dc.type.categoryFull-texten
dc.formatText-based Documenten
dc.typePresentationen
dc.titleCare Zones Staffing Model: Solving Workflow Barriers to Improve Patient and Nurse Outcomesen
dc.title.alternativeStaffing Strategies to Improve Outcomesen
dc.contributor.authorKingsley-Mota, William G.en
dc.contributor.authorHill, Barbara J.en
dc.contributor.departmentNon-memberen
dc.author.detailsWilliam G. Kingsley-Mota, RN, NEA-BC; Barbara J. Hill, APRN, AGCNS-BC, ACCNS-AG, CCRNen
dc.identifier.urihttp://hdl.handle.net/10755/621265-
dc.description.abstractSession presented on Saturday, March 18, 2017: Background: A 24-bed general medicine unit at Emory University Hospital has a history of implementing innovative change. This unit developed Emory Healthcare's model of patient centered, interprofessional collaborative practice (PC-IPCP), and is the original Accountable Care Unit. In spite of that, the unit experienced barriers to achieving patient safety and quality outcomes due to marked inefficiencies in the way assignments were made. Historically, assignments were made by utilizing acuity-related criteria and did not consider the unit geography, thus creating assignment patterns located on the opposite ends of the hallways that produced challenges for patient care, bedside shift report, and participation in multidisciplinary rounds. Nurses also felt their response times to patients' calls were unnecessarily delayed. This was reflected in lower than desired patient satisfaction and higher fall rates. Nurses and patients were frustrated by the inefficiencies of direct communication and the care gaps that the chaotic assignments created. Methods: The new assignment methodology considers unit geography; the AACN Synergy Model principle of matching the skill of nurse to patient needs; nurse participation in daily interprofessional rounds; and a buddy system, to create a strong patient safety net. A schematic flip chart was designed by the Unit Director to guide charge nurses in selecting flexible assignment options which promoted timely planned and unplanned patient care activities. The unit level leadership team took a deliberative approach, piloting one zone assignment at a time, but due to the overwhelmingly positive responses from clinical nurses, the pilot phase was shortened and the model fully implemented within two weeks. Summary: Within six months after implementing the model, falls decreased by 58%, incremental overtime decreased by 60%, patient call light rate dropped by 49%, and the average distance walked by clinical staff decreased by 1.2 miles per day and currently remains sustained. Nurses verbalized increased satisfaction with their ability to meet their patients' quality and safety needs, and both providers and nurses described efficiencies gained in their daily collaborative practice rounds. Patient satisfaction scores remained above average. This project demonstrates application of patient-centered care, teamwork, collaboration, patient safety, and quality care. Learning Objectives: The learner should be able to Identify workflow patterns that interrupt efficient and safe patient centered care. Learners will be able comprehend the workflow process of Care Zones and see how staffing assignments enhances the effectiveness, timeliness, and lessens the workload for healthcare providers. Learners will recognize the impact that the Care Zones Staffing Model has on patient and nurse outcomes.en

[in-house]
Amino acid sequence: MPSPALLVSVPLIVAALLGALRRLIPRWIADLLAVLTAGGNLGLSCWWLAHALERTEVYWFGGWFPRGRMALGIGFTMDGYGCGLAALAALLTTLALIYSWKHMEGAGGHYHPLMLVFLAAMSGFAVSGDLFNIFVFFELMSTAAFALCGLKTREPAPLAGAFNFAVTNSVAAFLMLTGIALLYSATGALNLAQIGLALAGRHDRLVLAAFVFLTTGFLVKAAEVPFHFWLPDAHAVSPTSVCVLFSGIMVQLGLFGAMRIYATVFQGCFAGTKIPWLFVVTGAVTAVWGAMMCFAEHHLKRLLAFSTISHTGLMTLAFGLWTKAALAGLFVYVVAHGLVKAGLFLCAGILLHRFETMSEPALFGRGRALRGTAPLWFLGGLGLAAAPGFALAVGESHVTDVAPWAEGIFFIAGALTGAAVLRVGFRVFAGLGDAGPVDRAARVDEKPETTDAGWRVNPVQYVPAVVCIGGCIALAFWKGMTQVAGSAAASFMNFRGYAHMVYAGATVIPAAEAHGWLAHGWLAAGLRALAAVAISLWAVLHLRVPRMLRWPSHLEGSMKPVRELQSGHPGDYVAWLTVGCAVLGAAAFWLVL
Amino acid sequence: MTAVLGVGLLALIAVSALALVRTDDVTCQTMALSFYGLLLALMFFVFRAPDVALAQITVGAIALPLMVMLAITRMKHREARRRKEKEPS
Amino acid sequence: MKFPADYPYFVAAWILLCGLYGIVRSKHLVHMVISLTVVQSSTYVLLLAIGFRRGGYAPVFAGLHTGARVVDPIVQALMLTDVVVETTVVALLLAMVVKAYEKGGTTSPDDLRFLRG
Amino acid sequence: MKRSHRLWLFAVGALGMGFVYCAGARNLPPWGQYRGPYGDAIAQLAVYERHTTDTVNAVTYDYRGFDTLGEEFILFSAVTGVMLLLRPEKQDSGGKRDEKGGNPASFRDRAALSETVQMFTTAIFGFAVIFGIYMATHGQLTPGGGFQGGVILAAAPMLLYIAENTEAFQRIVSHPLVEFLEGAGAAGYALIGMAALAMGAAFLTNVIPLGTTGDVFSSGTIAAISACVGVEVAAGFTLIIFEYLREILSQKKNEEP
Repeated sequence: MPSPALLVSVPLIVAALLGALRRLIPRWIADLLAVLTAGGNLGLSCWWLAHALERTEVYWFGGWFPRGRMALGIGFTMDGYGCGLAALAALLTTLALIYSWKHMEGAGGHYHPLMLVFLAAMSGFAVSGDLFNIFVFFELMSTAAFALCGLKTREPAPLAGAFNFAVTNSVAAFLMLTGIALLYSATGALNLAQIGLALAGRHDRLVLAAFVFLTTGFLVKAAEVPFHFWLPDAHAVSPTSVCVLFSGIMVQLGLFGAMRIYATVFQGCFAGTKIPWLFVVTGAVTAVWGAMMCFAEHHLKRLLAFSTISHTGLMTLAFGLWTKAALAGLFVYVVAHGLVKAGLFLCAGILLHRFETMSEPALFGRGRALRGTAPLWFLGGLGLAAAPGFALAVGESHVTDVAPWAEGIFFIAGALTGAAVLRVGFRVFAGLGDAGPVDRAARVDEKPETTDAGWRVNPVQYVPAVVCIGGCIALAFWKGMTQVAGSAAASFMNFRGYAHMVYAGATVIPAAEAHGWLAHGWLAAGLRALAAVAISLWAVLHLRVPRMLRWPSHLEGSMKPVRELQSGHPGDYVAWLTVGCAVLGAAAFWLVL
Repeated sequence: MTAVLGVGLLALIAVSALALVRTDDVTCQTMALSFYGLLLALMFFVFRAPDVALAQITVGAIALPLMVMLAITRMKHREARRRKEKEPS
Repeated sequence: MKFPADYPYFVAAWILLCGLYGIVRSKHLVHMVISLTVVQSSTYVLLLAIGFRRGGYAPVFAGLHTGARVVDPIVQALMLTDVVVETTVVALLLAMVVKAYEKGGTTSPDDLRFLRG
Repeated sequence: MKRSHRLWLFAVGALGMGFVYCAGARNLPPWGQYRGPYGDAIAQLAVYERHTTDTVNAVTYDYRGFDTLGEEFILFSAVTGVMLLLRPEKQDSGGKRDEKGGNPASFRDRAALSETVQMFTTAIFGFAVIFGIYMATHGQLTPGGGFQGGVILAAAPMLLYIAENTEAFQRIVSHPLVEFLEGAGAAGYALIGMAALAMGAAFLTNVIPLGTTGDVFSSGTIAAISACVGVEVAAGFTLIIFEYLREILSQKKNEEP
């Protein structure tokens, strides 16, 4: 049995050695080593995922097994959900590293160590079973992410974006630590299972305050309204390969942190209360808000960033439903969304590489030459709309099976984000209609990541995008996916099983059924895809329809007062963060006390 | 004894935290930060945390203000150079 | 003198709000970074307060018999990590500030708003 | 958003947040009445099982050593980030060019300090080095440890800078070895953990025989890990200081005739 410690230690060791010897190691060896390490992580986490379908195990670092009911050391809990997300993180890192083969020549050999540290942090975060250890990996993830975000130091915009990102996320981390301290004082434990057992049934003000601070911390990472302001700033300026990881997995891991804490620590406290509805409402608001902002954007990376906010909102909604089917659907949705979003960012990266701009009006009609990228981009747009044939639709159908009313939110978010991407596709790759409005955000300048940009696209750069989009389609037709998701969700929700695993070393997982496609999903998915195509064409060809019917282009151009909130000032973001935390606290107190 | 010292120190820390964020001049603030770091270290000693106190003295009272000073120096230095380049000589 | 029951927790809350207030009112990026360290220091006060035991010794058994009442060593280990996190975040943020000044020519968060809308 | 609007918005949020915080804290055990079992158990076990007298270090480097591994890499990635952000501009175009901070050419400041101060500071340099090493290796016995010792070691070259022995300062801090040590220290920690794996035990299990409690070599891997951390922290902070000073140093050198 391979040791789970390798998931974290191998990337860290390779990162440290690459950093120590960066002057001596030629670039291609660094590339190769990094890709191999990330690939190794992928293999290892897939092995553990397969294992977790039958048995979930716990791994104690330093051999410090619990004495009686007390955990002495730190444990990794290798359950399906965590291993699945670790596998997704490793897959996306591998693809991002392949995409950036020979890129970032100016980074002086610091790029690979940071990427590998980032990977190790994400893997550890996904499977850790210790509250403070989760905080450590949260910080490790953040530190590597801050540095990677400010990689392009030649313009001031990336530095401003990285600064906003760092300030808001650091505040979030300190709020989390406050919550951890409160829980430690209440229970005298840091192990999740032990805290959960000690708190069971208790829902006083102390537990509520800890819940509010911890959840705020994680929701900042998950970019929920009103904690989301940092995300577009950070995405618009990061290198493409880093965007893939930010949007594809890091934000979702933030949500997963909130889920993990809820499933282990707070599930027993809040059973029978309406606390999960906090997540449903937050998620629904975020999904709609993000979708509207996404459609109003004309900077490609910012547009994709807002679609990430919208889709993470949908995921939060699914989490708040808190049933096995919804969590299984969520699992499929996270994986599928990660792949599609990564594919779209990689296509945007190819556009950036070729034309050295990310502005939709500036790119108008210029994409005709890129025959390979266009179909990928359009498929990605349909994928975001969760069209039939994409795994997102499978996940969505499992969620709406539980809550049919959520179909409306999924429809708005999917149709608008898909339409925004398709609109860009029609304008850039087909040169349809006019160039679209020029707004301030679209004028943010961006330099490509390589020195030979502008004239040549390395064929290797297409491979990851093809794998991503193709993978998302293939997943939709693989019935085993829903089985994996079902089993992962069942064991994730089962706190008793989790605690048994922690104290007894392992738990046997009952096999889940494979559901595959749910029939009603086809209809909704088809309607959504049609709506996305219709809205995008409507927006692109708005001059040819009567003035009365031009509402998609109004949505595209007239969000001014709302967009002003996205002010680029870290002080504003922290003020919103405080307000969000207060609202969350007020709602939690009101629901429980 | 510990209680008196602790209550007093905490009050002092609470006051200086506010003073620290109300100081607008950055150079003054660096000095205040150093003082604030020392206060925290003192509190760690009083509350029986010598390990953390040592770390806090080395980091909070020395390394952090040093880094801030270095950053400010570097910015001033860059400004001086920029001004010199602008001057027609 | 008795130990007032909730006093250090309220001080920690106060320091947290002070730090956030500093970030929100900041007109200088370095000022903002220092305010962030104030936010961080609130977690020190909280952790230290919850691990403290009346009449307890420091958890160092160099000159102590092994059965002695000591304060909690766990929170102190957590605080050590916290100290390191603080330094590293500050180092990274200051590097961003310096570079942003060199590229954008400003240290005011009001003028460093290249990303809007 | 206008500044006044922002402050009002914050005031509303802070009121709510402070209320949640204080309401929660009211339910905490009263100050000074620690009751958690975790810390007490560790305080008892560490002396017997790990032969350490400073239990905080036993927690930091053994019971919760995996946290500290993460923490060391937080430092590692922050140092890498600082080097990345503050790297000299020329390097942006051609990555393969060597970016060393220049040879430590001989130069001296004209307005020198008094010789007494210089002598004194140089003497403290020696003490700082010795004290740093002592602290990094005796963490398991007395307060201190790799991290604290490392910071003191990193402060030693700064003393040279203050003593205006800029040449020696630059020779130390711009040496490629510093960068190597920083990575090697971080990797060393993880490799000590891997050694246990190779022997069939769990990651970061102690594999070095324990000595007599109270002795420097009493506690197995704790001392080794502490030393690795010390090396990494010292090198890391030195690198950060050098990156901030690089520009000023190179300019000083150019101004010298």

dc.subjectSafetyen
dc.subjectQualityen
dc.subjectInterprofessionalen
dc.date.available2017-03-03T14:34:50Z-
dc.date.issued2017-03-03-
dc.date.accessioned2017-03-03T14:34:50Z-
dc.conference.date2017en
dc.conference.nameCreating Healthy Work Environments 2017en
dc.conference.hostSigma Theta Tau International, the Honor Society of Nursingen
dc.conference.locationIndianapolis, Indiana, USAen
dc.descriptionCreating Healthy Work Environments 2017: Best Practices in Clinical and Academic Settings. Held at the JW Marriott, Indianapolis, Indiana, USAen